“As a former experienced peace officer familiar with investigative techniques and internal affairs procedures, and as the long-time elected head of our City Council, we feel Ferrara should have ensured this situation was being dealt with in a more appropriate manner. He either knew or should know that this ‘investigation’ was a sham and was not conducted according to proper law enforcement procedures and guidelines. As the elected representative of our city, Ferrara should have exercised better judgment and we can no longer trust him to serve the best interests of our citizens and our city employees.”
In their statement, the officers also demand that the city preserve all video and other data regarding the incident and provide a chain of custody for video recordings.
The day after the incident, July 4, Adams spent much of the holiday at City Hall turning the alarm off and on four times, according to city alarm activity reports. He would then spend portions of Saturday July 5 and Sunday July 6 at City Hall. Also, on July 6, McClish and several other employees were also at City Hall with the alarm set for the evening at 11:14 p.m.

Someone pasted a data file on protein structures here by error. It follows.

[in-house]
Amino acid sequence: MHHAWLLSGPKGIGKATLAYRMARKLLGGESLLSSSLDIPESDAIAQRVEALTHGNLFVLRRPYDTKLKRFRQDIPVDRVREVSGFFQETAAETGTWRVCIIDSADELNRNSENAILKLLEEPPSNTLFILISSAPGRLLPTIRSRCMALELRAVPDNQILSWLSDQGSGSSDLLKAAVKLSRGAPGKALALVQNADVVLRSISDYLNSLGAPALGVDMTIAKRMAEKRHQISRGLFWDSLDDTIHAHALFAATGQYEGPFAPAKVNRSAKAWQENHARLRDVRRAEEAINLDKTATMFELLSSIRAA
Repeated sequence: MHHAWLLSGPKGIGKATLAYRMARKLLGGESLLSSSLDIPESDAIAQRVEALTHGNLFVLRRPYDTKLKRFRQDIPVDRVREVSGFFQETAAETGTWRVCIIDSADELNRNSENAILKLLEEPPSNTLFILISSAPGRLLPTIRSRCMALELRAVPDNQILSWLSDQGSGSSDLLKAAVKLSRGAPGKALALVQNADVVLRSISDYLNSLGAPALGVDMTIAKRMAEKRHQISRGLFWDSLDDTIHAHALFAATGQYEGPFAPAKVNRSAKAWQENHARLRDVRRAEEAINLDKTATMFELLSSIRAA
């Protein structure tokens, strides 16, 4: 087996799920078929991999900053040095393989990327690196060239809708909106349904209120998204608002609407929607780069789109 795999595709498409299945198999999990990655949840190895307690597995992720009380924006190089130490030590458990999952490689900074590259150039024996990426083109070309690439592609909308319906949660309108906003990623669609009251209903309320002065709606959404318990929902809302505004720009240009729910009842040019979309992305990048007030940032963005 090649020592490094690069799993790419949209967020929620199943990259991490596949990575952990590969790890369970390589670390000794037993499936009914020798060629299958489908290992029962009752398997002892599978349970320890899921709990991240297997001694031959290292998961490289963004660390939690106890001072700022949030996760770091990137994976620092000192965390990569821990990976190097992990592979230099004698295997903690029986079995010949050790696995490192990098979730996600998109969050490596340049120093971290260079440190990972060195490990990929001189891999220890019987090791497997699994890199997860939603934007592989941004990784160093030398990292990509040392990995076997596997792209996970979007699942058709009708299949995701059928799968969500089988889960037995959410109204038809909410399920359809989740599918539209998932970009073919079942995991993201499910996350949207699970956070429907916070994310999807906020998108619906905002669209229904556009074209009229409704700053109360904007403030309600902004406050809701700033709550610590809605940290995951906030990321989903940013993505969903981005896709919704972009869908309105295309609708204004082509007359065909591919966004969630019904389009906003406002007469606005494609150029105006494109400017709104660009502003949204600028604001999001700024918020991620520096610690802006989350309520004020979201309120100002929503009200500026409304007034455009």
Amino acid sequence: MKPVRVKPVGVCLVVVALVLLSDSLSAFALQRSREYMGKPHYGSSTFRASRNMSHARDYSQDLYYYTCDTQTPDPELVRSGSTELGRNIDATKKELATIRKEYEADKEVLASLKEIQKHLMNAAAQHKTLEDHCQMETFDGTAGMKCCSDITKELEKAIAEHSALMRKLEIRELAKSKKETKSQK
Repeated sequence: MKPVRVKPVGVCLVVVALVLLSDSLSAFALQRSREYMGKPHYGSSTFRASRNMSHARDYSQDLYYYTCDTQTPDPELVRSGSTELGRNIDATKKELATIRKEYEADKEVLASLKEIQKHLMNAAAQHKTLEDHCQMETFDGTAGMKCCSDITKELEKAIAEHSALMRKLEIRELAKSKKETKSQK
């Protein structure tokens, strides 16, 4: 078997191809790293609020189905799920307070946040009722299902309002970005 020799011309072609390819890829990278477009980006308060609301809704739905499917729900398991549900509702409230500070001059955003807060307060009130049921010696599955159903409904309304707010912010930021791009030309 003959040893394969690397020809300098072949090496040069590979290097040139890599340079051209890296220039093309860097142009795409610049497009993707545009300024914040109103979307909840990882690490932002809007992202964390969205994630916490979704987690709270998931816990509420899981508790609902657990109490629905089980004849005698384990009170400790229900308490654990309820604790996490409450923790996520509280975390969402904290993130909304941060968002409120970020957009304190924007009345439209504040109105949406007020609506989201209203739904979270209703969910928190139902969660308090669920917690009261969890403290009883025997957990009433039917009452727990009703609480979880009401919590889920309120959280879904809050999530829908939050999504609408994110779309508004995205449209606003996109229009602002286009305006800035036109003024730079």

On Sept. 2 at 4 p.m., CalCoastNews made a public records request for the recordings from the eight video cameras located at City Hall. That night, Adams secretary Kitty Norton arrived at City Hall at 10:01 p.m., she did not enable the alarm and leave the building until after midnight.
On Sept. 3, a night meta-data from the videos show the files were modified beginning shortly before 5 p.m. Adams was last to check out leaving at approximately 7 p.m.
On Sept. 4, the city provide what it claimed was a copy of the tapes noting that the last six minutes had been left out because of space on the thumb drive. However, 80 minutes is missing from the middle of the tape during the time Adams and McClish were together in City Hall.
On Sept. 8, City Clerk Kelly Wetmore responded to a public records request for the missing segments in an email that says “staff is working on it.” It has been 16 days since the request for the video was first made.
“The integrity of our entire city and its police department has been called into question,” the officers’ statement says. “Public trust has to be restored by safeguarding public confidences, restoring the integrity of government, and avoiding any appearance of impropriety.”